Out this week: Killing Commendatore by Haruki Murakami; White Dancing Elephants by Chaya Bhuvaneswar; Hungry Ghost Theater by Sarah Stone; Love is Blind by William Boyd; and The Witch Elm by Tana French. For more on these and other new titles, go read our most recent book preview.
The New Yorker has collected all the stories from its 20 under 40 series into a single, snappy volume, on sale now. Also out this week is the third volume of Edmund Morris’ biography of Teddy Roosevelt and a new literary foray by comedian Steve Martin, An Object of Beauty.
Twitter lets writers think in public, and it’s changing the way we write, Thomas Beller argues in The New Yorker. “Does articulating a thought in public freeze it in place somehow, making it not part of a thought process but rather a tiny little finished sculpture? Is tweeting the same as publishing?”
“I suppose the truth is I became a little self-conscious about people telling me how much they loved my sentences,” says James Salter in his interview with Jonathan Lee. “It’s flattering, but it seemed to me that this love of sentences was in some sense getting in the way of the book itself.” As it happens, our own Sonya Chung reviewed Salter’s latest book this week, and she, too, remarked on Salter’s desire “to ‘get past the great writer-of-sentences thing,’ and presumably the ‘writers’ writer’ thing.”
“LET THERE BE stress. Let the body respond to stress as it does to injury and infection. Let stress be a vulture that pecks at the mind and devours the body. This will make people less likely to be stressed. When they see stress wreak wrath upon the body, they will surely calm down a lot.” It seems the big problem with intelligent design is that it had a pretty sub-par peer review.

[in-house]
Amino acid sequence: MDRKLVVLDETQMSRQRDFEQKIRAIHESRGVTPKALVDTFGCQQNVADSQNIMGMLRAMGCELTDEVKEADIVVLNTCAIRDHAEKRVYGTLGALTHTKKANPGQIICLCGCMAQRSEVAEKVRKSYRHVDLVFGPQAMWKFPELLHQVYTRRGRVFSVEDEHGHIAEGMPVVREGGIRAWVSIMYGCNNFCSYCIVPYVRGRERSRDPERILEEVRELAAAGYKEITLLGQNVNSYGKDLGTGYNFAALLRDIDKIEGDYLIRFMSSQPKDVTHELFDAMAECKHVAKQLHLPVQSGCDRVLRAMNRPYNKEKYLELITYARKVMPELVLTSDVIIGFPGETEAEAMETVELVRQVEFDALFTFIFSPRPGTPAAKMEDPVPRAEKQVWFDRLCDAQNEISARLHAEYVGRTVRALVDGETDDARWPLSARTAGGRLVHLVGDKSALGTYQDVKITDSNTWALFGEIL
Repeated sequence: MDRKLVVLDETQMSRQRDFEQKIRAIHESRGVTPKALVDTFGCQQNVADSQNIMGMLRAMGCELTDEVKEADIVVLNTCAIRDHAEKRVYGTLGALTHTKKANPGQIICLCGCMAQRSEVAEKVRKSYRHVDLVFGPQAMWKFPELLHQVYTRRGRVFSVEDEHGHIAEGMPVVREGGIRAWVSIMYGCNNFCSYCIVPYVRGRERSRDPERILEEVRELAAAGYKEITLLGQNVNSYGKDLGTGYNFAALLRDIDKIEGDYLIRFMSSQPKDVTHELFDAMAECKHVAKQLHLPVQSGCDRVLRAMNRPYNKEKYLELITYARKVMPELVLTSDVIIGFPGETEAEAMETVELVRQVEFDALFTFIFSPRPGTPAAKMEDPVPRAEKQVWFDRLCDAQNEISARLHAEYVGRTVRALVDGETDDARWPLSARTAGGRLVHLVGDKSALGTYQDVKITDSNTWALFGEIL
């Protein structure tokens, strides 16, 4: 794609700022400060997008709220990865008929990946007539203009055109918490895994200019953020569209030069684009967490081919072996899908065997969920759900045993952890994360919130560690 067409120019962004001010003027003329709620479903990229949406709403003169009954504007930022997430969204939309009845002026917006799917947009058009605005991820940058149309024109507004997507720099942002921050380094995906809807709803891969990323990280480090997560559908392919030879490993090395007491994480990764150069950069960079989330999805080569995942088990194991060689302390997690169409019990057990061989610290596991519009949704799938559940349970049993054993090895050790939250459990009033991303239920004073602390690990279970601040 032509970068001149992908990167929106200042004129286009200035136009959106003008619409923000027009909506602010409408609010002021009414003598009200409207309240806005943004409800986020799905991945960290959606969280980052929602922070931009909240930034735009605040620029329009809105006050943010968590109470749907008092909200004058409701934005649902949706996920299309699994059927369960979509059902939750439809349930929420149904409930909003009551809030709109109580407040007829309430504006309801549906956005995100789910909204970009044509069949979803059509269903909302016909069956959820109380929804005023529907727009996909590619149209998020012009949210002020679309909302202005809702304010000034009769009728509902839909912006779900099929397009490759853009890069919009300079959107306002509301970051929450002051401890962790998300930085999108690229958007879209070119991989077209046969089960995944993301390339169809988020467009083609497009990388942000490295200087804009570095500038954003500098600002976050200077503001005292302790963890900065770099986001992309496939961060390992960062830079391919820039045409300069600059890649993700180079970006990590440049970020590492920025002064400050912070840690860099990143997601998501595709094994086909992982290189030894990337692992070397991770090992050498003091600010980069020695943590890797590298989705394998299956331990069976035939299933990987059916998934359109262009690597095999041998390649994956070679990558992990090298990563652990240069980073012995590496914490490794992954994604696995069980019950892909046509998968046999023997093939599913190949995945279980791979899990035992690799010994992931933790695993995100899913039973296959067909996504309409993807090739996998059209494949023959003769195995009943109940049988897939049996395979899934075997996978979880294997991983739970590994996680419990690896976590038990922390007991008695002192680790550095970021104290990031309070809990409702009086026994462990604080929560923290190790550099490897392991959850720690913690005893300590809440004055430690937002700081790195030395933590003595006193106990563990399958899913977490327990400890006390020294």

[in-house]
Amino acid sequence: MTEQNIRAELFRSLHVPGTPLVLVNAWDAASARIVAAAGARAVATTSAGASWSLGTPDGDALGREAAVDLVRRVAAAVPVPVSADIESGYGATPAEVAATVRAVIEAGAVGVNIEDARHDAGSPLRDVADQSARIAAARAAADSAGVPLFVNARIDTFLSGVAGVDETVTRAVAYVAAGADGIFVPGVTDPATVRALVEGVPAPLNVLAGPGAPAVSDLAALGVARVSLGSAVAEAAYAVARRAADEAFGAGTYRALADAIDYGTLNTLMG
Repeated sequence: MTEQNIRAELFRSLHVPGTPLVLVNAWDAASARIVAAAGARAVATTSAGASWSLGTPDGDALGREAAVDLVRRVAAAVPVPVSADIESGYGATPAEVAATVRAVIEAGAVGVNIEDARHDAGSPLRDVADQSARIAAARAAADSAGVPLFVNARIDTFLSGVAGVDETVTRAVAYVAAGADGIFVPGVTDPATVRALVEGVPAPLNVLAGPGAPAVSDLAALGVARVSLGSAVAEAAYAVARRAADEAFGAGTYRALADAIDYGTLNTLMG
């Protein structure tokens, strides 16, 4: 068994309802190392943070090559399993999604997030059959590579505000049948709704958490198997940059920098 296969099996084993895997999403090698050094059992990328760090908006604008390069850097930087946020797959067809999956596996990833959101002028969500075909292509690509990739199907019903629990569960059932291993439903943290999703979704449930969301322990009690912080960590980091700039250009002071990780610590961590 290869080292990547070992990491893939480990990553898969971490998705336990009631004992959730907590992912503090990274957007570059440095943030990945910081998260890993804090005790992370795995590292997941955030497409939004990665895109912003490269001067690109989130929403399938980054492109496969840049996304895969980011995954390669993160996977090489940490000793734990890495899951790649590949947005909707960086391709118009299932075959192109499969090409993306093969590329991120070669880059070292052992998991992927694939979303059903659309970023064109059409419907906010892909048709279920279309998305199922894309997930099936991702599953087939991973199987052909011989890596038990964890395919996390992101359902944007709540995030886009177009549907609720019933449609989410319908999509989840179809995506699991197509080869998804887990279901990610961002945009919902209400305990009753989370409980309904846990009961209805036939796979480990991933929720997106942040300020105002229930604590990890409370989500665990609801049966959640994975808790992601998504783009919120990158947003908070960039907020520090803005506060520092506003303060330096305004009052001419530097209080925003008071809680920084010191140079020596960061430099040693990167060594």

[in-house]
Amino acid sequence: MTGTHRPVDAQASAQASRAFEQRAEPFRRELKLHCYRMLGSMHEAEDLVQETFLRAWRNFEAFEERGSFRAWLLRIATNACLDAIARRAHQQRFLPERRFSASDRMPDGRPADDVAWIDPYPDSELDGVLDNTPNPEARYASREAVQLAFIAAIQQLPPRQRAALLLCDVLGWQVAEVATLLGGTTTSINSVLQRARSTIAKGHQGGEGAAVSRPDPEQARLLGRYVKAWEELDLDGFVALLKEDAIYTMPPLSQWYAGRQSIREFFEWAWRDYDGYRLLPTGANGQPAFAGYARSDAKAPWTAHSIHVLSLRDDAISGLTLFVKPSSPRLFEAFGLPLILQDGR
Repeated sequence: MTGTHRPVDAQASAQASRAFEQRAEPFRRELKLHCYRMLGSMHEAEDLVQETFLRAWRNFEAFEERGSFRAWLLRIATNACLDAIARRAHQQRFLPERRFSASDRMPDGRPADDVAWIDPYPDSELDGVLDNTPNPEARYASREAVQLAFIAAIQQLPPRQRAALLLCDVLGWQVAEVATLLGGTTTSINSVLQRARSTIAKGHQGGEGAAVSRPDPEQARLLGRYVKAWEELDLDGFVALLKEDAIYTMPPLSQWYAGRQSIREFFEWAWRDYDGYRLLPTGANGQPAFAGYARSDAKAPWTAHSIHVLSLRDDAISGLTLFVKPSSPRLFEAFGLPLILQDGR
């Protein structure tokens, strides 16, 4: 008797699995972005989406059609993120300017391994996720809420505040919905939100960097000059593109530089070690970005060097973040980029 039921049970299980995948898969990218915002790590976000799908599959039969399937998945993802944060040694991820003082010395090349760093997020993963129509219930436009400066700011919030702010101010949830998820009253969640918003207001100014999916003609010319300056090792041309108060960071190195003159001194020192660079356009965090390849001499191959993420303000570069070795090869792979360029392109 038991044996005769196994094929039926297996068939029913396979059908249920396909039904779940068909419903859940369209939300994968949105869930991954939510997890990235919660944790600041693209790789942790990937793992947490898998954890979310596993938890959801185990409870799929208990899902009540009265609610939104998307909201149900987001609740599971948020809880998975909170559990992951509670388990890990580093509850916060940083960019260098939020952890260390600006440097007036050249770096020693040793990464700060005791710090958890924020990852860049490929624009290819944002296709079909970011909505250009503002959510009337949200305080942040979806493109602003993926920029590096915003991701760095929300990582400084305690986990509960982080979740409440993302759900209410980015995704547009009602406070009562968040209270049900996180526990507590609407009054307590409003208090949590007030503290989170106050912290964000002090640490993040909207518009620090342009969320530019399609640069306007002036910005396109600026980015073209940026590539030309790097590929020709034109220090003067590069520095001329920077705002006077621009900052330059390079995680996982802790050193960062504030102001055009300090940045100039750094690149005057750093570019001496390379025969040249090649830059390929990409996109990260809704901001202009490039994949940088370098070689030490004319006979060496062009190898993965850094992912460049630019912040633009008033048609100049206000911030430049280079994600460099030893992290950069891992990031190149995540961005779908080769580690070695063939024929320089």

Following last year’s Pulitzer Prize, which Donna Tartt won for her first novel in eleven years, it means something when a critic draws a favorable comparison between The Goldfinch and a new book. For Laura Miller, though, it’s a natural reaction to the latest from Sarah Waters, which seems poised to “scratch the same big-novel itch” as Tartt’s novel did last year. (FYI, Sarah Waters wrote a Year in Reading entry for The Millions.)
“The wish to be a writer, and the will to be one, solve nothing about how you will live, and don’t even solve anything about how you will write. You have given yourself the vaguest designation.” Kristy Eldredge writes for The Rumpus about drawing inspiration from the unconventional career choices of Year in Reading alum Geoff Dyer, including the New York Times column he almost never wrote. Pair her essay with our own Janet Potter‘s review of Dyer’s latest full-length work, Another Great Day at Sea.